On the other end of the spectrum, of course, are entrepreneurs who want to start a business but they think they are too old to do so. Nonsense! No matter your age, no matter your experience, you can be a successful entrepreneur if you have a good idea and are willing to put in the work to make your business a success.

What does it take to be a successful entrepreneur?

Becoming a successful entrepreneur requires a few things, regardless of age or experience. The most successful entrepreneurs typically have the following attributes:
They are constantly coming up with new ideas and make a habit of writing them down
They actively look for ways to promote and develop their ideas
Their ideas usually are based on solving a problem or providing a convenience
They use their ideas to make money
They enjoy the challenge of starting their own business
This is certainly not an exhaustive list, but these are the characteristics and behavior patterns that are common among entrepreneurs of all ages.

My parents say I'm too young

Many young people have entrepreneurial ideas, and they are more likely to be successful if they have parents who support and guide them along the way. However, even if your parents say you are too young to be an entrepreneur, maybe their concern is more about the scope or scale of the business you propose. For example, if you propose a lawn mowing business that will require so much of your time in the spring and fall that your schoolwork suffers your parents will rightfully be cautious. Try talking with them to find out what it is about your idea that worries them, and ask for their help and advice to make your idea manageable enough that they are willing to support your efforts.

My children say I'm too old

Entrepreneurs on the other end of the age spectrum often meet resistance from their own children when proposing a business idea. Again, it is very common for their worries to arise from concerns about scale and scope of the proposed business. Many adult children worry about the impact starting a business will have on a parent's health, free time, and financial well- being. Just as with young entrepreneurs, it is a good idea to talk with your children about your business idea and help them understand exactly what you have in mind.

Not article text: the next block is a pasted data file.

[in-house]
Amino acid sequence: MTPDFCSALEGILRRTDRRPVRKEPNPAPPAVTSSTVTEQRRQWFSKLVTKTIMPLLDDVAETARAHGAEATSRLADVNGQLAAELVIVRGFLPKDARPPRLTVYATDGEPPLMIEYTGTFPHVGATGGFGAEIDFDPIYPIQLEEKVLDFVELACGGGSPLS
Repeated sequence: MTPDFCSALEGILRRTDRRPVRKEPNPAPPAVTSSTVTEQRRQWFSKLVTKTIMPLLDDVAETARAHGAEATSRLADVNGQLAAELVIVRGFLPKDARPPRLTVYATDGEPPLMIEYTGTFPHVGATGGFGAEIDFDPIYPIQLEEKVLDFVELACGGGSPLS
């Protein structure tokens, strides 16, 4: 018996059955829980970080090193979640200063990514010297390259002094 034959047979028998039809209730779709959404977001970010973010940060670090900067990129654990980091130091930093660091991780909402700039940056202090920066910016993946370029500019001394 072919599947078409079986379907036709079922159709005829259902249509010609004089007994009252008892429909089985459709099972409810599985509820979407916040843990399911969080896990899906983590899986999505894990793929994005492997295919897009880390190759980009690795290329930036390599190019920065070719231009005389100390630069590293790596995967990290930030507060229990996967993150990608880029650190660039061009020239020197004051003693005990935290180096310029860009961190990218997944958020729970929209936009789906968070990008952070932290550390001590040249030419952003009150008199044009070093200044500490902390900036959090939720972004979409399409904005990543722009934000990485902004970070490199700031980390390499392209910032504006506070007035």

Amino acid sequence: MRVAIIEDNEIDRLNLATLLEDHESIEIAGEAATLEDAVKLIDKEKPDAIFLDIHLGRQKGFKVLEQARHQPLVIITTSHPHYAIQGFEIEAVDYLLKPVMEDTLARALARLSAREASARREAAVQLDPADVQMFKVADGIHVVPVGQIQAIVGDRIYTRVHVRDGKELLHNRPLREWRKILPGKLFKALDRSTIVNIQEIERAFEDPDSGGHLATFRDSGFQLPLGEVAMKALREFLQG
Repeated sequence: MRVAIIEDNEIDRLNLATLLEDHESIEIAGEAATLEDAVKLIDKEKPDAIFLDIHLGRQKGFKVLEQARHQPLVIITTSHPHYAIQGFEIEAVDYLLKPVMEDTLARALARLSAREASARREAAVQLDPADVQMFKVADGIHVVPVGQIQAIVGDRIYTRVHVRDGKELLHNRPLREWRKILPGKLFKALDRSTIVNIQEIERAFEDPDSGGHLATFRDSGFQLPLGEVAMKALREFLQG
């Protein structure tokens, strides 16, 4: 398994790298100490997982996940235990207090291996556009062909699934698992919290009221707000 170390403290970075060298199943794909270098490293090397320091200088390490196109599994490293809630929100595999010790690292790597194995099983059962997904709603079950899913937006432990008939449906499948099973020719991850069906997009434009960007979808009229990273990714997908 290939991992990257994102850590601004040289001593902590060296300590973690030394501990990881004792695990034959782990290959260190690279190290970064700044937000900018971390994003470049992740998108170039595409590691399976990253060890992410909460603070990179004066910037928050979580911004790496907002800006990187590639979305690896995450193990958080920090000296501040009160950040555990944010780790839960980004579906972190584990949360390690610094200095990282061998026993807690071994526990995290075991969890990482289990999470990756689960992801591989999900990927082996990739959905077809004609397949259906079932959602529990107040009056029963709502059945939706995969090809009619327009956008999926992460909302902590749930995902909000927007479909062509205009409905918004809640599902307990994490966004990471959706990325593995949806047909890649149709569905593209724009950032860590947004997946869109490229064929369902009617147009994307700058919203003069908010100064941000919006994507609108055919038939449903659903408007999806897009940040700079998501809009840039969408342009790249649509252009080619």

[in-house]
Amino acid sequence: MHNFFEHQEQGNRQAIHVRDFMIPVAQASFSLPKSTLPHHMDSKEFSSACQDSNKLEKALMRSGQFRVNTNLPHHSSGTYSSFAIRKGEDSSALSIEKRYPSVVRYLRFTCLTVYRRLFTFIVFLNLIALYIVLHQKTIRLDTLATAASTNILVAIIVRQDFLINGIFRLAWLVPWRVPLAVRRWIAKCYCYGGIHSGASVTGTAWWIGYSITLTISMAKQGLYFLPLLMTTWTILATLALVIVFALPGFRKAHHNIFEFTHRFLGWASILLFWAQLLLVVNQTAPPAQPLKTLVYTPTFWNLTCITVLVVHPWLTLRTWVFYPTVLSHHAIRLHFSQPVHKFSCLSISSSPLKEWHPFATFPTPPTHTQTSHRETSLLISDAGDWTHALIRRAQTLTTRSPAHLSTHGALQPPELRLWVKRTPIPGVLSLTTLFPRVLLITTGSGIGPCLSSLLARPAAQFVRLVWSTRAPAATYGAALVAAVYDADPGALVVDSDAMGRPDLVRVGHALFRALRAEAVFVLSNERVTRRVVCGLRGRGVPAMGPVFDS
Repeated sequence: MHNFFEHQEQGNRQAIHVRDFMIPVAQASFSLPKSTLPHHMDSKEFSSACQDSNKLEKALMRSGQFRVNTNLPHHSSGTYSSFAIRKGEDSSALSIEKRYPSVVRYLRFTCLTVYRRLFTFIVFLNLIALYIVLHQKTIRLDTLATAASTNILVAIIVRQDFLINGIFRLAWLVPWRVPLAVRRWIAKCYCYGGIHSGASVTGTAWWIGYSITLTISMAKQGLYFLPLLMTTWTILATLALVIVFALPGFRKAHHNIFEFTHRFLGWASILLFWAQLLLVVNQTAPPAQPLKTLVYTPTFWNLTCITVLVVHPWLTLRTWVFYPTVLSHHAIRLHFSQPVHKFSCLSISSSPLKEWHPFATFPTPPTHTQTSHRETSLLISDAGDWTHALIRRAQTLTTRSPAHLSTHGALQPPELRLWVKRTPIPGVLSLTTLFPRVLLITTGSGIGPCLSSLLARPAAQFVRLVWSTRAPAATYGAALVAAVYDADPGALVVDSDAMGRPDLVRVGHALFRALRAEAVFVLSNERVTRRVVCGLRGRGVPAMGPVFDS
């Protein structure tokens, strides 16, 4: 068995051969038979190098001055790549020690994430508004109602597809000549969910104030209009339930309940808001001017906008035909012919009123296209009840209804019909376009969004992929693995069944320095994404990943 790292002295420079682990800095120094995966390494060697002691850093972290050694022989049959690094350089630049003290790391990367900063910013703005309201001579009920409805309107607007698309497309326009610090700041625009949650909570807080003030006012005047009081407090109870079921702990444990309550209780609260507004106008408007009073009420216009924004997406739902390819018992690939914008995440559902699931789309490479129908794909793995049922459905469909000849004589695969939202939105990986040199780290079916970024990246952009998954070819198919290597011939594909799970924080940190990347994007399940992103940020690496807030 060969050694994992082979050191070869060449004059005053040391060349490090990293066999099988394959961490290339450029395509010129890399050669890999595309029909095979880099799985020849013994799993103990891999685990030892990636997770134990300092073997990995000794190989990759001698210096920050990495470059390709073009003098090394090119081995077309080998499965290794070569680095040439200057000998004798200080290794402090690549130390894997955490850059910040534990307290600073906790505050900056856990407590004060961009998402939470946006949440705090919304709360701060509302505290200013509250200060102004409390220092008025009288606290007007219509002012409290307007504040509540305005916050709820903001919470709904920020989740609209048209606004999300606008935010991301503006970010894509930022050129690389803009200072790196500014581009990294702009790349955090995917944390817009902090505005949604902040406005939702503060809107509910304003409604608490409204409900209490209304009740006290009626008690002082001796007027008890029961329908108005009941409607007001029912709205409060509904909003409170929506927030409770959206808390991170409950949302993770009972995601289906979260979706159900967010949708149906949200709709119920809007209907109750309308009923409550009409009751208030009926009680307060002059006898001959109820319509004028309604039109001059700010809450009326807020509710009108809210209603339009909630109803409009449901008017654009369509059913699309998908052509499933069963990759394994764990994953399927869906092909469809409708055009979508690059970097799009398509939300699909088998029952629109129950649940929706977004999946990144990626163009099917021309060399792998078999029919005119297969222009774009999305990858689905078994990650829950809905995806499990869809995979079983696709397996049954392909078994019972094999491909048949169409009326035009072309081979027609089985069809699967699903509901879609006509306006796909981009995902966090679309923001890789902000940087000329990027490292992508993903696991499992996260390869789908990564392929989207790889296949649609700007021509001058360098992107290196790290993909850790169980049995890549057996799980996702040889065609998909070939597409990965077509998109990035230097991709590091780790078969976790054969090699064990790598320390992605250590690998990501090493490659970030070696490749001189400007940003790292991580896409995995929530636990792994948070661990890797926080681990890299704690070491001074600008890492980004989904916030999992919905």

The Advantages Of Franchising

Many entrepreneurs turn to a franchise business as a way to become self-employed. This can be a very good choice for both novice business owners as well as experienced business owners, providing many advantages over starting a business from scratch.

Help and expertise

One of the biggest advantages of pursuing a franchise business is the help and expertise available from the franchiser. While this will vary from company to company, most franchisers will provide you with or help you acquire everything you need to start up and run the business. Common areas of help include:

- Location selection
- Construction and design
- Equipment
- Supplies
- Training
- Marketing
- Operations
- Management
- Hiring and employee relations

Some franchisers go so far as to make their franchises true turnkey businesses. In these cases the franchisee may be provided with an intact business operation, established territory and clientele, and even inventory and other supplies stocked up and ready for use.

Higher success rate

Investing in a reputable franchise operation greatly increases your chances of being a successful business owner. This is because you are buying an established and proven business concept, along with all of the support and expertise provided by the franchiser. In fact, some business experts estimate that franchisees have up to an 80% chance of success within the first few years of business, compared to a 70% to 80% chance of failure for those entrepreneurs who instead choose to start an independent business from scratch.

Lower supply costs

Most entrepreneurs face significant costs for all of the various supplies and materials they need to do business. Everything from office supplies to advertising to the products themselves typically cost more because a single business owner must purchase in small or limited quantities.

A franchisee, on the other hand, typically has lower supply costs because most of their supplies are purchased through or in the name of the franchiser. The larger purchasing power of the parent company means they can get better pricing on nearly everything a franchisee needs, and that savings is then passed along.

Established brand recognition